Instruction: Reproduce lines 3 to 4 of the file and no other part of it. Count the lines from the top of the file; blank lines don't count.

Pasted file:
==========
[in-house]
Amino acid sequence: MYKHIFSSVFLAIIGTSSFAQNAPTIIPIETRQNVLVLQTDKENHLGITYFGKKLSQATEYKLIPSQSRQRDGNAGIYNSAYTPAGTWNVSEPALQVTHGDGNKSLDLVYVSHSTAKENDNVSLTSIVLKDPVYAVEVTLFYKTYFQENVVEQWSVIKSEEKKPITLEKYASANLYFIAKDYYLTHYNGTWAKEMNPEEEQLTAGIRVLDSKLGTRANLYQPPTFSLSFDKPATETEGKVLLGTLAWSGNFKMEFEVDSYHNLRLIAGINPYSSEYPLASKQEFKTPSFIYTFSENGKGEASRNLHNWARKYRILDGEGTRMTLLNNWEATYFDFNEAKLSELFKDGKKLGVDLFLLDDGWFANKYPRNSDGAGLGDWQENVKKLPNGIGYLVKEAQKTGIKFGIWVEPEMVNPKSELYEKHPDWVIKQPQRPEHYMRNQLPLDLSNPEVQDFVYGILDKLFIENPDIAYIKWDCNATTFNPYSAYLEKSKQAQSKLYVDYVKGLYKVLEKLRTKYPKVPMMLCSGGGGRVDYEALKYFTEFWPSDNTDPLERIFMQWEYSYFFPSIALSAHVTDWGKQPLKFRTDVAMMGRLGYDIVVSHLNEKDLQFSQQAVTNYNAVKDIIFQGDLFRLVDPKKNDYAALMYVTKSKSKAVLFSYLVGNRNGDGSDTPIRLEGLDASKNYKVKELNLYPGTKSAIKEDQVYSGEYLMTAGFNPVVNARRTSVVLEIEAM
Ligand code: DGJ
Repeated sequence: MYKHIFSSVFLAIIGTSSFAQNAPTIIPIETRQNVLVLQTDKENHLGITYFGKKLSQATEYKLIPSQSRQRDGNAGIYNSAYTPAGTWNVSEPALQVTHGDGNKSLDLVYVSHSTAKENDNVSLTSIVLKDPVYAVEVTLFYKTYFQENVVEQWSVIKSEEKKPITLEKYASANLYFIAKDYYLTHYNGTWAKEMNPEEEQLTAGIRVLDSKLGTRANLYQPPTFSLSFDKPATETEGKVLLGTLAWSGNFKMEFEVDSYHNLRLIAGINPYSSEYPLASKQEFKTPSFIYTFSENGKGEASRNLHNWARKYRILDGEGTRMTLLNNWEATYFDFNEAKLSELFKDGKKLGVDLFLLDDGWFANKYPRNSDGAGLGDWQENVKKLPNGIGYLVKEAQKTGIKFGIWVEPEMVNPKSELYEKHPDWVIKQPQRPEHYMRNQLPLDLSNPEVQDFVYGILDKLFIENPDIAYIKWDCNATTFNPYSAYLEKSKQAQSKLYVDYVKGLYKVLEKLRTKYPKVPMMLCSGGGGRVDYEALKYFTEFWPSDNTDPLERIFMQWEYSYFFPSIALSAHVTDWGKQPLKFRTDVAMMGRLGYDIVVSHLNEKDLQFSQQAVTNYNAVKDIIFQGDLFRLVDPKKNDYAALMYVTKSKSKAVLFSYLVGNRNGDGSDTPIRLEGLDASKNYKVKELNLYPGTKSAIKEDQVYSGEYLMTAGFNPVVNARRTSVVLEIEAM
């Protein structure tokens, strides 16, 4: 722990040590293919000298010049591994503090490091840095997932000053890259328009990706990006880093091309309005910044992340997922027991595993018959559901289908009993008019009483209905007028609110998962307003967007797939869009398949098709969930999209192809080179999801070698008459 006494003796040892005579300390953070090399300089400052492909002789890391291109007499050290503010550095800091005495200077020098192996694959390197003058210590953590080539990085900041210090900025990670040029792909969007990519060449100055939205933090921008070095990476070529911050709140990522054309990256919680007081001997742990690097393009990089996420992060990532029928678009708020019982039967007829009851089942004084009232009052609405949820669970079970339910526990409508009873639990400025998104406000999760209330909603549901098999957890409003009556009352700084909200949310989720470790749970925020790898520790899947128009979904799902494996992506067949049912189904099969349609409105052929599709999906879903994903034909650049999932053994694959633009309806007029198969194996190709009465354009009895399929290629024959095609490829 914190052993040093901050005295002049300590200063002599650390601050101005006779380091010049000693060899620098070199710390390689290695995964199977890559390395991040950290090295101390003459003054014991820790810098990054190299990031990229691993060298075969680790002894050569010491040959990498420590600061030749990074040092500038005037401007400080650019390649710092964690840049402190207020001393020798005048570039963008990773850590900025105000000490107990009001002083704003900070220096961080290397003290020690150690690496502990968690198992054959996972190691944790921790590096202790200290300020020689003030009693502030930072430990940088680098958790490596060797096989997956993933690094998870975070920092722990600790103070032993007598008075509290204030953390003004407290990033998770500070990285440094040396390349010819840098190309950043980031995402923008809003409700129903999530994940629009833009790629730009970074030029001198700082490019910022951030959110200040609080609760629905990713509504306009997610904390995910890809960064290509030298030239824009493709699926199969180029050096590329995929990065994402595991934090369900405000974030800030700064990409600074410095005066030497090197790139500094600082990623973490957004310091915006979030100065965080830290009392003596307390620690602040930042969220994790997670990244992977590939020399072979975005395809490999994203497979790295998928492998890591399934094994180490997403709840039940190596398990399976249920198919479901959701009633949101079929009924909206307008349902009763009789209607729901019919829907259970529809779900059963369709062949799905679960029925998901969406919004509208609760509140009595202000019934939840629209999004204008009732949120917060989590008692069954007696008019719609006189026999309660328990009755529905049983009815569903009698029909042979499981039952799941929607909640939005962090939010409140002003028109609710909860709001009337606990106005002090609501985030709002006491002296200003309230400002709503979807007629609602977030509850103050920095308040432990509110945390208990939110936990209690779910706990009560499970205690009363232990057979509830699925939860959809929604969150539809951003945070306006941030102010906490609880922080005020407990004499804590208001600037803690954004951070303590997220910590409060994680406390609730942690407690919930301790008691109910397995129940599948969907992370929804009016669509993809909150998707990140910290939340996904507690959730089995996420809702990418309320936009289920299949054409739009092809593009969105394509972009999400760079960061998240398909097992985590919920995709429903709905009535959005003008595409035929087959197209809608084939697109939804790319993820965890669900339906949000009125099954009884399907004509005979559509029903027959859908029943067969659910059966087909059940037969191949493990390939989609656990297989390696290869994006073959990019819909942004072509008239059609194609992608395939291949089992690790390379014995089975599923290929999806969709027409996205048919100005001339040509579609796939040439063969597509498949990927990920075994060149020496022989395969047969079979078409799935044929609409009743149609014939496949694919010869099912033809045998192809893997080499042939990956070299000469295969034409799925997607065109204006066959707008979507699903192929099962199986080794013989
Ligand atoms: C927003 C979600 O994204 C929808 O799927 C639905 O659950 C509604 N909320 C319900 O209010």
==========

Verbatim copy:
Ligand code: DGJ
Repeated sequence: MYKHIFSSVFLAIIGTSSFAQNAPTIIPIETRQNVLVLQTDKENHLGITYFGKKLSQATEYKLIPSQSRQRDGNAGIYNSAYTPAGTWNVSEPALQVTHGDGNKSLDLVYVSHSTAKENDNVSLTSIVLKDPVYAVEVTLFYKTYFQENVVEQWSVIKSEEKKPITLEKYASANLYFIAKDYYLTHYNGTWAKEMNPEEEQLTAGIRVLDSKLGTRANLYQPPTFSLSFDKPATETEGKVLLGTLAWSGNFKMEFEVDSYHNLRLIAGINPYSSEYPLASKQEFKTPSFIYTFSENGKGEASRNLHNWARKYRILDGEGTRMTLLNNWEATYFDFNEAKLSELFKDGKKLGVDLFLLDDGWFANKYPRNSDGAGLGDWQENVKKLPNGIGYLVKEAQKTGIKFGIWVEPEMVNPKSELYEKHPDWVIKQPQRPEHYMRNQLPLDLSNPEVQDFVYGILDKLFIENPDIAYIKWDCNATTFNPYSAYLEKSKQAQSKLYVDYVKGLYKVLEKLRTKYPKVPMMLCSGGGGRVDYEALKYFTEFWPSDNTDPLERIFMQWEYSYFFPSIALSAHVTDWGKQPLKFRTDVAMMGRLGYDIVVSHLNEKDLQFSQQAVTNYNAVKDIIFQGDLFRLVDPKKNDYAALMYVTKSKSKAVLFSYLVGNRNGDGSDTPIRLEGLDASKNYKVKELNLYPGTKSAIKEDQVYSGEYLMTAGFNPVVNARRTSVVLEIEAM